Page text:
But then, the bump in the road happened. 

They had apparently paid for the items with a pre-paid VISA card but wanted cash back.  The computer did not like that.  Not.One.Bit.

The cashier explained they needed to provide her with the pre-paid card and I think they said they didn't have it any more. 

She explained they could then receive a store credit and began to finish the transaction. 

But now, all of a sudden, they were easily able to produce the card and did not want a store credit.

Too late.  The computer did not want to allow the cashier to switch methods of refund.

But, they HAD to have the money back on their pre-paid card.

The cashier had to get a manager override.

By this time, the line had grown enormously and the poor cashier was seriously freaking out.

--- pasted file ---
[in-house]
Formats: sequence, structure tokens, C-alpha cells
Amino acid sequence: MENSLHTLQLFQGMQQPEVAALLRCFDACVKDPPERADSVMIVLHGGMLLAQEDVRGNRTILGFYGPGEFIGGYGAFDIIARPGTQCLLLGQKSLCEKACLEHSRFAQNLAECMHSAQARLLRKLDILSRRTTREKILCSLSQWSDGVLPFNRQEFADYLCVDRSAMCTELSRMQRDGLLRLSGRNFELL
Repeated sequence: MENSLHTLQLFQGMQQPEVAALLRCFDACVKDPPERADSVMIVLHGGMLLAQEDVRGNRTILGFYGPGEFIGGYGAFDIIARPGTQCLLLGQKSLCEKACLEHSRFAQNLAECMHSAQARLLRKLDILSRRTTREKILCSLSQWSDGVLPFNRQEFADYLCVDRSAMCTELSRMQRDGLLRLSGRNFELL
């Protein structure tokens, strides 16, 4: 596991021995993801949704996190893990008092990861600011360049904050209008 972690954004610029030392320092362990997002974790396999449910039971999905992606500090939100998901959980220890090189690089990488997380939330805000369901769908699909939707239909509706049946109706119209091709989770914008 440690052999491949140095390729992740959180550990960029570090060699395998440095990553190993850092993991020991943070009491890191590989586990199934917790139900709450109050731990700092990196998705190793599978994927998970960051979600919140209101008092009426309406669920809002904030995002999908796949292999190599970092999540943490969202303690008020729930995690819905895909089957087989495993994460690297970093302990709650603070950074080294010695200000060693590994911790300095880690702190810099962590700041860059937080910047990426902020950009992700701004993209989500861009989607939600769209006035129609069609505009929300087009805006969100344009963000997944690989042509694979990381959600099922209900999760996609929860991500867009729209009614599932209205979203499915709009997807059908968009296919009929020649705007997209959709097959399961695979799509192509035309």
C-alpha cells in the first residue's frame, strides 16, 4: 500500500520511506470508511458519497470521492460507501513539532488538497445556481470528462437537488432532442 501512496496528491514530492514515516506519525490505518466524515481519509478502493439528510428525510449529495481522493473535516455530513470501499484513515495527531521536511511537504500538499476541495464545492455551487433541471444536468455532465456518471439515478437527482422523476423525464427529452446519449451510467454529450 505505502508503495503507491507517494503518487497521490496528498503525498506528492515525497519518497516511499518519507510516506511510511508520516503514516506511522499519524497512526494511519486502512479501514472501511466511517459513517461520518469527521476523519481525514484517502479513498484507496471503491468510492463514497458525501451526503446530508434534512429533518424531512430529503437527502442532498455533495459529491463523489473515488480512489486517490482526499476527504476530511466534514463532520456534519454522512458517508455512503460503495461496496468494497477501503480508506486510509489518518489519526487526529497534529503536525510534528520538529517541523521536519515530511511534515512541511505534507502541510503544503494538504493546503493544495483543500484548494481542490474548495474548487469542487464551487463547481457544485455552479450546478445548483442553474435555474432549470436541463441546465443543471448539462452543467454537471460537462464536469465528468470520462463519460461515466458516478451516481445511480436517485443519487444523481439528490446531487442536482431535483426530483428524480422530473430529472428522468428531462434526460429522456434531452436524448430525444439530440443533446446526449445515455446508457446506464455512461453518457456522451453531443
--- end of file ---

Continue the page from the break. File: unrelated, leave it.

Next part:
She told the crazy customers to wait for the manager while she helped the other customers.

She moved from one register to the next, announcing, "I'll help the next person in line over here."

A man, who was either 1 or 2 people behind Darrell and I, bolted for the new open register.

Normally, I would just steam on the inside.

But not that day.

I don't know if it was that we had waited for so long or if it was that I was hot and 25 weeks pregnant with twins ( heard correctly), but a said very loudly, "Excuuuuse ME!"

To which Mr. Buttinski replied, "I wasn't trying to cut!"


I don't know who was more shocked by my or Darrell.

But I will tell you what...."That was easy!"

Saturday, January 28, 2012

House of Card Sharks

When we were little girls, my sister, Jennilyn, and I played together for hours on end.  All day.  Every day.

We played house, school, Primary, Barbies.  We really liked to pretend.

We also loved games. We played Sorry, Hi-Ho Cherry-O, Old Maid (that's a story for another day), and Candyland, among numerous others.